Pro-abortion-rights activists have engaged in vandalism in recent weeks, and the blog posts associated with Jane’s Revenge are actively encouraging the behavior. But that does not imply the existence of a complex, coordinated campaign of violence.

In addition to downplaying Jane’s Revenge and its campaign of terror, Tiffany fails to contextualize it by omitting the activities of “Ruth Sent Us,” the group that published the home addresses of Supreme Court justices to direct protesters to their homes, as well as the assassination attempt on Justice Brett Kavanaugh by a pro-abortion fanatic.

Contrast how Panneton frames the Rosary. First, the Atlantic‘s subtitle hilariously refers to it as a “sacrament,” an error that can only be explained by having had zero Catholics review the article before publication. Even an ex-Catholic who made it through the third grade would have caught that one. There are seven sacraments, and the Rosary — a sequence of prayers dating to the medieval Church — is not one of them:

Just as the AR-15 rifle has become a sacred object for Christian nationalists in general, the rosary has acquired a militaristic meaning for radical-traditional (or “rad trad”) Catholics. On this extremist fringe, rosary beads have been woven into a conspiratorial politics and absolutist gun culture. These armed radical traditionalists have taken up a spiritual notion that the rosary can be a weapon in the fight against evil and turned it into something dangerously literal. Their social-media pages are saturated with images of rosaries draped over firearms, warriors in prayer, Deus Vult (“God wills it”) crusader memes, and exhortations for men to rise up and become Church Militants.

No examples are given of anything bad coming of any of this — and even Panneton has to concede that this is a far cry from the proper and traditional Catholic view of the Rosary. Of course, literally any idea or symbol can be put to a bad use by bad people — Satan himself, the Bible reminds us, can quote Scripture, too. Panneton warns darkly that “the pro-choice protests that followed the leaked early draft of the Supreme Court decision in Dobbs v. Jackson Women’s Health Organization, which overturned Roe v. Wade, led to a profusion of social-media posts on the far right fantasizing about killing activists,” yet somehow, he, too, fails to mention the actual violence emanating from the pro-Roe side — even Jane’s Revenge, just two days after the publication of Tiffany’s piece.

Somebody ought to tell Atlantic readers that firebombings and assassination attempts are worse than the Rosary. It does not seem that the editors of the magazine have the heart to be the ones to do it.

One wonders how the Atlantic writer would feel about an attempt to deprive the Atlantic of its First Amendment rights as the writer is trying to deprive Roman Catholics of their First Amendment rights.

One other thing: The sellers of the Rosaries that are mentioned report that their sales have ballooned since the Atlantic piece.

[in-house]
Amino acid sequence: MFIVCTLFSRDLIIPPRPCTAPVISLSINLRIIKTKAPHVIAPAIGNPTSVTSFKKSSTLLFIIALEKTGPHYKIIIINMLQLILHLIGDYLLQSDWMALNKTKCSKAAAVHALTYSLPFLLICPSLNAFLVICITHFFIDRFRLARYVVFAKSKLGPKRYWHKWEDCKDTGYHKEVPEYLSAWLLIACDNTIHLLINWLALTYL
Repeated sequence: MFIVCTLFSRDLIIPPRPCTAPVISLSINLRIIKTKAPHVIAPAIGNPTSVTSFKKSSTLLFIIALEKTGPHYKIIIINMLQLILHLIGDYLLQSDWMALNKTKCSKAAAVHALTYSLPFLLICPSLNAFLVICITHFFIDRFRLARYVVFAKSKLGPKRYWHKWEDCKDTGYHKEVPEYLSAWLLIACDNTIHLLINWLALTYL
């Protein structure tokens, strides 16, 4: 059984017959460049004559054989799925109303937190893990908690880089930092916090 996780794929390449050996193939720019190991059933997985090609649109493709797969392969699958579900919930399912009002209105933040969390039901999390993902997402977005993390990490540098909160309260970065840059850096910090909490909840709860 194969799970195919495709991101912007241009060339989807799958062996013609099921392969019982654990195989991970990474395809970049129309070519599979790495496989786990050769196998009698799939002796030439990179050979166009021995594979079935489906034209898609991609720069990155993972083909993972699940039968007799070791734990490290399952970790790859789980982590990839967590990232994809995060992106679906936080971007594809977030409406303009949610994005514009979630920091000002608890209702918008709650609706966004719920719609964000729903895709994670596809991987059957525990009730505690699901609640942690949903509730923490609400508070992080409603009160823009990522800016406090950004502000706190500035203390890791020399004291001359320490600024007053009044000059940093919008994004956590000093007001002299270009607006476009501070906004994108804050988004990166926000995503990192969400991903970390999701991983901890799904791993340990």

An alternative to Michels?

Most Wisconsin reporters probably wrote after the Aug. 9 primary that Republican gubernatorial candidate Tim Michels will face Democratic incumbent Tony Evers and independent Joan Ellis Beglinger Nov. 8.

Which brings up a question: Who is Joan Ellis Beglinger?

 

Nurses are knowledge workers. We often encounter people at the most difficult times in their lives and deep human connections result.  There is no work I can imagine with a greater opportunity to make a difference in people’s lives. My clinical practice was the care of the critically ill.  As a clinical nurse specialist, I worked with patients and families experiencing multi-system failure, which means the sickest of the sick.   A months-long stay in intensive care was not unusual. During my 10 years of clinical practice, I developed expertise in evaluating the patient, interpreting the situation from an extensive knowledge base, and managing a plan of care to achieve the best possible outcomes for the patient and family.  Critical thinking, problem solving and managing outcomes are hallmark skills of clinical nurses.

As a hospital administrator I no longer directly cared for patients.  In nearly 30 years of administrative practice, I developed a clear understanding that my job was to create the conditions for the organization to produce exceptional outcomes.  That meant positioning those who do the organization’s work, day in and day out, with the information, skills, resources and authority they needed to do their best work.  At St. Mary’s in Madison, where I was the Vice President for Patient Care and Chief Nurse Executive for 22 years, we consistently produced exceptional results that were in the top tier of the nation and included clinical outcomes, patient and family satisfaction, employee and physician engagement and financial performance.

The governor is the CEO of the state.  It is a huge bureaucracy with a multi-billion dollar budget and thousands of employees.  An effective governor will manage the bureaucracy in a way that protects the freedom of citizens to live the lives they want to live.  I will have a great deal to learn about the specific workings of state government, as would any CEO taking a position in a new organization, but the skills I have acquired over nearly 30 years are readily transferable.

Many of us have turned away from career politicians and political parties because they rarely produce the results that are important to us.  Producing outcomes requires skill that is acquired from both education and experience. My track record is long, public and objectively measurable.  Candidates in this race will tell you about all of the great things they are going to do for you. The single greatest predictor of future performance is past performance. Competence is not what we are capable of doing.  Competence is what we have actually accomplished.  I have the competence to lead. …